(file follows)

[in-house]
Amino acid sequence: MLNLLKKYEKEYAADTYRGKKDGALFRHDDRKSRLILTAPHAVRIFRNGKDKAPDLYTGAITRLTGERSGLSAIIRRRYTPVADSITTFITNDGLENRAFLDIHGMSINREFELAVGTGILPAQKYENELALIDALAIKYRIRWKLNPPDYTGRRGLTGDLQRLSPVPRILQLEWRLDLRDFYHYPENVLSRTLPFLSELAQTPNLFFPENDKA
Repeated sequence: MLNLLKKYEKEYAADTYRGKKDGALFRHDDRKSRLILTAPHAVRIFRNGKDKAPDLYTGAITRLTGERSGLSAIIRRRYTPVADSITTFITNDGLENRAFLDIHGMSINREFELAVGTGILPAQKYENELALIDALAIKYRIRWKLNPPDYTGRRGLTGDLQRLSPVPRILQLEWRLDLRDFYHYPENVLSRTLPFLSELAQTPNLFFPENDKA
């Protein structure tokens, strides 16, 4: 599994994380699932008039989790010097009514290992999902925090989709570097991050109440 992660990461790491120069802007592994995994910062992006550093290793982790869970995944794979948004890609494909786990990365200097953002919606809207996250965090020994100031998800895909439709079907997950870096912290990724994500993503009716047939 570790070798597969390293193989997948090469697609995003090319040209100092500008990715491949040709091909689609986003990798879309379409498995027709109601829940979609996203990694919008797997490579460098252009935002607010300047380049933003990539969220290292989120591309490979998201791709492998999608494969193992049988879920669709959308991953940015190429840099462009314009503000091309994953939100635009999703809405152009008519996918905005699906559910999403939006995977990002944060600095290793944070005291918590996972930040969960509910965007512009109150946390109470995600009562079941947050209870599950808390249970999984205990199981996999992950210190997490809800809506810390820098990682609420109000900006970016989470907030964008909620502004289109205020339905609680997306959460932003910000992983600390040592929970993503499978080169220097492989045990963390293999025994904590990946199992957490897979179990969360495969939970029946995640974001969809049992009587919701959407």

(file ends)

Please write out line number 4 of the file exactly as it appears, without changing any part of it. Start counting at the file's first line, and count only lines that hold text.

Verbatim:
């Protein structure tokens, strides 16, 4: 599994994380699932008039989790010097009514290992999902925090989709570097991050109440 992660990461790491120069802007592994995994910062992006550093290793982790869970995944794979948004890609494909786990990365200097953002919606809207996250965090020994100031998800895909439709079907997950870096912290990724994500993503009716047939 570790070798597969390293193989997948090469697609995003090319040209100092500008990715491949040709091909689609986003990798879309379409498995027709109601829940979609996203990694919008797997490579460098252009935002607010300047380049933003990539969220290292989120591309490979998201791709492998999608494969193992049988879920669709959308991953940015190429840099462009314009503000091309994953939100635009999703809405152009008519996918905005699906559910999403939006995977990002944060600095290793944070005291918590996972930040969960509910965007512009109150946390109470995600009562079941947050209870599950808390249970999984205990199981996999992950210190997490809800809506810390820098990682609420109000900006970016989470907030964008909620502004289109205020339905609680997306959460932003910000992983600390040592929970993503499978080169220097492989045990963390293999025994904590990946199992957490897979179990969360495969939970029946995640974001969809049992009587919701959407």